Statue of Liberty


The lesson introduces students to the Statue of Liberty and its significance to the United States today, and the past.  The history of the statue is included, as well as other important and interesting facts.  Many students may have seen photos or images of the statue, but may be unaware of its history, its construction, and other information about it.  Teachers are encouraged to present one or more of the videos to the class.

Statue of Liberty Lesson Plan Includes:

  • Full Teacher Guidelines with Creative Teaching Ideas
  • Instructional Content Pages about Statue of Liberty
  • Hands-on homework activities learning more about the Statue of Liberty
  • Answer Keys
  • Common Core State Standards
  • Many Additional Links and Resources
  • Built for Grades 1-3 but can be adapted for other grade levels.

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Iconic and immediately recognizable, your students have undoubtedly seen pictures of the Statue of Liberty. What they may not know is its history and significance to the United States. The history of the statue is included in this lesson, as well as other important and interesting facts like its construction.  This lesson can effectively be connected to a lesson about immigration and Ellis Island, or a discussion about symbols and symbolism.  Several videos designed specifically for students are included with the lesson.

Sample Classroom Procedure / Teacher Instruction: 

  1. Display a Statue of Liberty image. Ask students:  Have you ever seen this image before?  What does it mean to you?  Do you know where the statue is located?  (And other similar questions.)
  2. Allow for responses and discussion. Ask students what they believe might be special about America.
  3. Allow for responses and discussion. Ask students if they can think of a picture or a symbol to show what might be special about America.
  4. Allow for responses. Introduce the Statue of Liberty symbol and its meaning.
  5. Distribute Statue of Liberty content pages. Read and review the information with the students.  Use the additional resources to enhance understanding.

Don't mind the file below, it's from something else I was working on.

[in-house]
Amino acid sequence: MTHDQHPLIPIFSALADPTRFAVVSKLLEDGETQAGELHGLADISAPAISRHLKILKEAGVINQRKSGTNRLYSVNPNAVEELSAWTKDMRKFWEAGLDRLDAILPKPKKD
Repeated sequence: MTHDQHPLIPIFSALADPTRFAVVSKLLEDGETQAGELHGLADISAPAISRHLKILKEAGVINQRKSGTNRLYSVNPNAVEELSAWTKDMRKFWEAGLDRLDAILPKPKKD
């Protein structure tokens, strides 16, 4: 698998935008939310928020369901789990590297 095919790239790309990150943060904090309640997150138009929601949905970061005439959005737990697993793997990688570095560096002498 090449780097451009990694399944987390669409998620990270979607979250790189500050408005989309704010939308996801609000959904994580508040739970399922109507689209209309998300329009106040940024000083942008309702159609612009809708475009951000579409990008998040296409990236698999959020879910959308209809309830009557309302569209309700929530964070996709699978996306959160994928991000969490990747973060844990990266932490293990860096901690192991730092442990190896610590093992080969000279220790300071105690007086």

6. Distribute Activity page. Read and review the instructions.  Share other examples of terms students can use to begin each letter in Freedom.  Distribute colored pencils, or alternatively, use construction paper as backgrounds for the final design.
  7. Once students have completed the activity, allow time for sharing their responses to the letters of Freedom.
  8. Distribute Practice page. Check and review the students’ responses.
  9. Distribute the Homework page. Review the instructions.  The next day, check and review the students’ responses.  Allow students to share the family drawing of a symbol.
  10. In closing, ask: If the Statue of Liberty and other U.S. symbols did not exist, what do you think could be used as a new symbol of freedom and liberty in the United States?

Common Core State Standards:


Class Sessions (45 minutes): at least 2 class sessions

Additional Resources: 

Many more teaching resources in Download!

Want more social studies resources? Check out our other Social Studies Lesson Plans!

Additional information

Grade Level

1st Grade, 2nd Grade, 3rd Grade


Social Studies

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Maria G.

Statue of Liberty

The students enjoyed the lesson, but they would have been more engaged with an activity involving more than coloring.

Luis E.

Good Mterial

Excelent!!! I will continue using this kind of material for my science classes!!!